AKAR HISTORIS DAN PERKEMBANGAN ISLAM DI INGGRIS

Syah Budi

Abstract


This paper will reveal the historical roots and Islamic development in British. The discussion covers various areas of study pertaining to historical situations. The study tends to focus on the search for the historical roots of Islam in the 7th to 15th and 16th-17th centuries, and also the development of Islamic institutions in British contemporer.The historical roots of Islam in Britain have existed since the discovery of several coins with the words 'laa ilaaha illallah' belonging to the King of Central England, Offa of Mercia, who died in 796. The history records that this Anglo Saxon King had trade ties with the peoples Muslim Spain, France and North Africa. In addition, also found in the 9th century the words 'bismillah' by Kufi Arabic on Ballycottin Cross. Indeed, in the eighth century history has noted that trade between Britain and the Muslim nations has been established. In fact, in 817 Muhammad bin Musa al-Khawarizmi wrote the book Shurat al-Ardhi (World Map) which contains a picture of a number of places in England. In the 12th century, when the feud with Pope Innocent III, King John established a relationship with Muslim rulers in North Africa. Later, in the era of Henry II, Adelard of Bath, a private teacher of the King of England who had visited Syria and Muslim Spain, translated a number of books by Arab Muslim writers into Latin. The same is done by Danel of Marley and Michael Scouts who translated Aristotle's works from Arabic. In 1386 Chaucer wrote in his book prologue Canterbury of Tales, a book that says that on the way back to Canterbury from the holy land, Palestine, a number of pilgrims visit physicists and other experts such as al-Razi, Ibn Sina and Ibnu Rusyd. At that time Ibn Sina's work, al-Qanun fi al-Tibb, had become the standard text for medical students until the seventeenth century.The development of Islam increasingly rapidly era after. In 1636 opened the Arabic language department at the University of Oxford. In addition, it is well known that the English King Charles I had collected Arabic and Persian manuscripts. In the era of Cromwell's post civil war, the Koran for the first time in 1649 was translated in English by Alexander Ross. In the nineteenth century more and more small Muslim communities, both immigrants from Africa and Asia, settled in port cities such as Cardif, South Shield (near New Castle), London and Liverpool. In the next stage, to this day, Islam in Britain has formally developed rapidly through the roles of institutions and priests, and the existence of Islam is also widely acknowledged by the kingdom, government, intellectuals, and the public at large.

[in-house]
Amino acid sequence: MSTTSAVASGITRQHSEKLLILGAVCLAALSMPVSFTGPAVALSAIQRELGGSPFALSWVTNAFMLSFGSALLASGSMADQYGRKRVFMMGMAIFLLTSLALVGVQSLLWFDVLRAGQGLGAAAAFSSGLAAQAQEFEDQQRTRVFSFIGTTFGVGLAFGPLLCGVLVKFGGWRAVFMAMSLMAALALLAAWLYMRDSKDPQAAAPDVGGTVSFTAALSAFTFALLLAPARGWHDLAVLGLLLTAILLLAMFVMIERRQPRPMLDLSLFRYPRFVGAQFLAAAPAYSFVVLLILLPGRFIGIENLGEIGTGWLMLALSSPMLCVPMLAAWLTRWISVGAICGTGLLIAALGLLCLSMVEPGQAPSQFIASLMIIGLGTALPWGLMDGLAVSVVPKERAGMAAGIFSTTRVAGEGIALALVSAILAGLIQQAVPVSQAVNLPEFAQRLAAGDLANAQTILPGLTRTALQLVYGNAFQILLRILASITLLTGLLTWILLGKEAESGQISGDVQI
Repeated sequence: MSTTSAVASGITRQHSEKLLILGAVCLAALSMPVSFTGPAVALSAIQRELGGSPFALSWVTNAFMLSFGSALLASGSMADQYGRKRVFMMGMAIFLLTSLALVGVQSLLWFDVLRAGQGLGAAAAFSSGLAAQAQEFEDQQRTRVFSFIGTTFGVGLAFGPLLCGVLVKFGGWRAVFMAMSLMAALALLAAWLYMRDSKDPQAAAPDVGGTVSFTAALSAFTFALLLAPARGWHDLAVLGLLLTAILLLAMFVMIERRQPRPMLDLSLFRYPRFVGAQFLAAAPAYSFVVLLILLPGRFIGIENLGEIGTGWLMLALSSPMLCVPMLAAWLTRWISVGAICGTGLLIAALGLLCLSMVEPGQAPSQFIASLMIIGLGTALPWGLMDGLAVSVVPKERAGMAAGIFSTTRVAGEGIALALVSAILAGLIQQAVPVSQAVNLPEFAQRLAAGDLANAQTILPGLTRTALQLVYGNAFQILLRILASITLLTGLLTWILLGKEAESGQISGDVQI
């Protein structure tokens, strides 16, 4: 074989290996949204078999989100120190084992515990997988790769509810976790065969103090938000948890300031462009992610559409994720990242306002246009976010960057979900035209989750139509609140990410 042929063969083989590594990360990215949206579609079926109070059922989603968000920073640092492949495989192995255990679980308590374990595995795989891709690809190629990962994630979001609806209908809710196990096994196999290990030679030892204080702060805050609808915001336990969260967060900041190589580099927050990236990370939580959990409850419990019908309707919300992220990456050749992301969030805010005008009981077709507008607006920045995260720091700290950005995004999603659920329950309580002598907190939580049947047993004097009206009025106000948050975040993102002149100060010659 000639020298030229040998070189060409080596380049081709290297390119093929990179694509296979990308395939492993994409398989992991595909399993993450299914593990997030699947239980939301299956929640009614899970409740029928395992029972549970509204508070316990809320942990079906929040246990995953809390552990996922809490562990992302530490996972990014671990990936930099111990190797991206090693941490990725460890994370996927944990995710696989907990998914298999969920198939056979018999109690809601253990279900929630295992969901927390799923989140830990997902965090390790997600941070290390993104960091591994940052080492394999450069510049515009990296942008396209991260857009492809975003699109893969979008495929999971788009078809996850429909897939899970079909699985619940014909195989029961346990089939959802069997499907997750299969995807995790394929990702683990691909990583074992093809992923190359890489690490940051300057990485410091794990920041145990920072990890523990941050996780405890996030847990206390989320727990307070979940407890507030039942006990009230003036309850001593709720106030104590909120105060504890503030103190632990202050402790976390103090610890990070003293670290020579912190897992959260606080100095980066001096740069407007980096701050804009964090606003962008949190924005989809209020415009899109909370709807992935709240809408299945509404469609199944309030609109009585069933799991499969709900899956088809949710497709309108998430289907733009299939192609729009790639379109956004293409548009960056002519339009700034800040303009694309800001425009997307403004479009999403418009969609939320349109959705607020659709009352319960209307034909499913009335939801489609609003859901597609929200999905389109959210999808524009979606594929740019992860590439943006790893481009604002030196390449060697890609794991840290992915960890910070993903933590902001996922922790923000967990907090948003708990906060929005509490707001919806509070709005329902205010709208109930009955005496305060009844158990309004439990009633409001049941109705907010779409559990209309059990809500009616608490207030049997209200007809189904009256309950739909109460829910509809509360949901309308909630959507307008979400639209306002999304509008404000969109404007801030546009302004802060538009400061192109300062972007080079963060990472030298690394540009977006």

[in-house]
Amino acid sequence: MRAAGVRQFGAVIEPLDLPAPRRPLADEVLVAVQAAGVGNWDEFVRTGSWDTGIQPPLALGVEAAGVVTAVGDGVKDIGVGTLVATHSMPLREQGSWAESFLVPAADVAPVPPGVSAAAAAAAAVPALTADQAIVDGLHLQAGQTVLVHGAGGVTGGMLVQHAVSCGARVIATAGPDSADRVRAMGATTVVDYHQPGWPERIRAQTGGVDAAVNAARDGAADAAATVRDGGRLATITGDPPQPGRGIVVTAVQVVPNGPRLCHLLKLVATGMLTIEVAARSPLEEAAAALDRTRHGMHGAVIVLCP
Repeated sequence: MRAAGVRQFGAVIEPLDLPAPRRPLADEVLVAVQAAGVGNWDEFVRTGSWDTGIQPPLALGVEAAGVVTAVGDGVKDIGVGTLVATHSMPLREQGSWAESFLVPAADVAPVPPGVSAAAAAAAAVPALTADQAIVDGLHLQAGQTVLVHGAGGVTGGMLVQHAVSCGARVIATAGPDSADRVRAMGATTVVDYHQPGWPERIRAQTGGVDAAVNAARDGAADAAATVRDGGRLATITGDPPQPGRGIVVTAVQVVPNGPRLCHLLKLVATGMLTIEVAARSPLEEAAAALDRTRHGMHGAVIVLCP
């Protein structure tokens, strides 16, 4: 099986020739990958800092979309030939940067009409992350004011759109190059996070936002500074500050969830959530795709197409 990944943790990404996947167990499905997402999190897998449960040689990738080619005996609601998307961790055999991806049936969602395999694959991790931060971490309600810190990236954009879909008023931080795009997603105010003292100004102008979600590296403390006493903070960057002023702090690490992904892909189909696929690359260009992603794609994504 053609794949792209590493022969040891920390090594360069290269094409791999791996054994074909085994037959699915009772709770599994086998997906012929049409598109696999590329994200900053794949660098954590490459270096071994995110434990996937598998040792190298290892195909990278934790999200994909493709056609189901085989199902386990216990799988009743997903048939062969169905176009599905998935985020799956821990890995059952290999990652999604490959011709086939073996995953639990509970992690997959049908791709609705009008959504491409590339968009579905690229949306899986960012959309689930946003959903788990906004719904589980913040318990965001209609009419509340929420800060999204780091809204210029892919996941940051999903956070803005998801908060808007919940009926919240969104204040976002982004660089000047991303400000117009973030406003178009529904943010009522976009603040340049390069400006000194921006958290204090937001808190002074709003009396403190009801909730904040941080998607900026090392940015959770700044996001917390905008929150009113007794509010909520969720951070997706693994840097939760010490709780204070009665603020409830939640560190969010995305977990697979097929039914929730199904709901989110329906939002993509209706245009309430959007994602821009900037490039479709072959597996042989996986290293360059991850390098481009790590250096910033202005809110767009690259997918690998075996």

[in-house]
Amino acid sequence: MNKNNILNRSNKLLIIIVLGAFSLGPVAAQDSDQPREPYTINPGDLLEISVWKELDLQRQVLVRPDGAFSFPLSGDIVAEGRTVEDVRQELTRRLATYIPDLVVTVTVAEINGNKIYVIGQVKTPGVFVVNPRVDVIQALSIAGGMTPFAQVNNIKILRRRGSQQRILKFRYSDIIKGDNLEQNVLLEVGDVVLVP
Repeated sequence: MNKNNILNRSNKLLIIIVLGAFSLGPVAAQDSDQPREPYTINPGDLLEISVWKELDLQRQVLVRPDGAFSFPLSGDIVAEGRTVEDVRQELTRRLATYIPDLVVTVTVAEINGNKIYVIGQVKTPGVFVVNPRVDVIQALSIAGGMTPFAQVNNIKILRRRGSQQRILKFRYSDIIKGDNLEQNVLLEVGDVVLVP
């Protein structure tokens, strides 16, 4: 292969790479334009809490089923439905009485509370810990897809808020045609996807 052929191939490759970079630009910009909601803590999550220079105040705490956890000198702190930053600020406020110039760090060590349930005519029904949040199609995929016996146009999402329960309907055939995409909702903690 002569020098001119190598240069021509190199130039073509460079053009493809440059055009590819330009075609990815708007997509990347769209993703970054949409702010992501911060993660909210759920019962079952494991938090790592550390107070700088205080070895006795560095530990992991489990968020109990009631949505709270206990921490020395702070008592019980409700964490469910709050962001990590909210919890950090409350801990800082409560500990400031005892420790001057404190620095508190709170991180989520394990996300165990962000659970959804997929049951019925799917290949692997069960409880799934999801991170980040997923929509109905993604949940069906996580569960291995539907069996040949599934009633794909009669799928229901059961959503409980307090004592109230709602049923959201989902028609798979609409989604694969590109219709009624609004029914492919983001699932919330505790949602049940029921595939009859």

Keywords


the roots of islam in british; the development of islamic sense; historical situations; islamic institutions and muslim communities

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DOI: https://doi.org/10.32489/tasamuh.234

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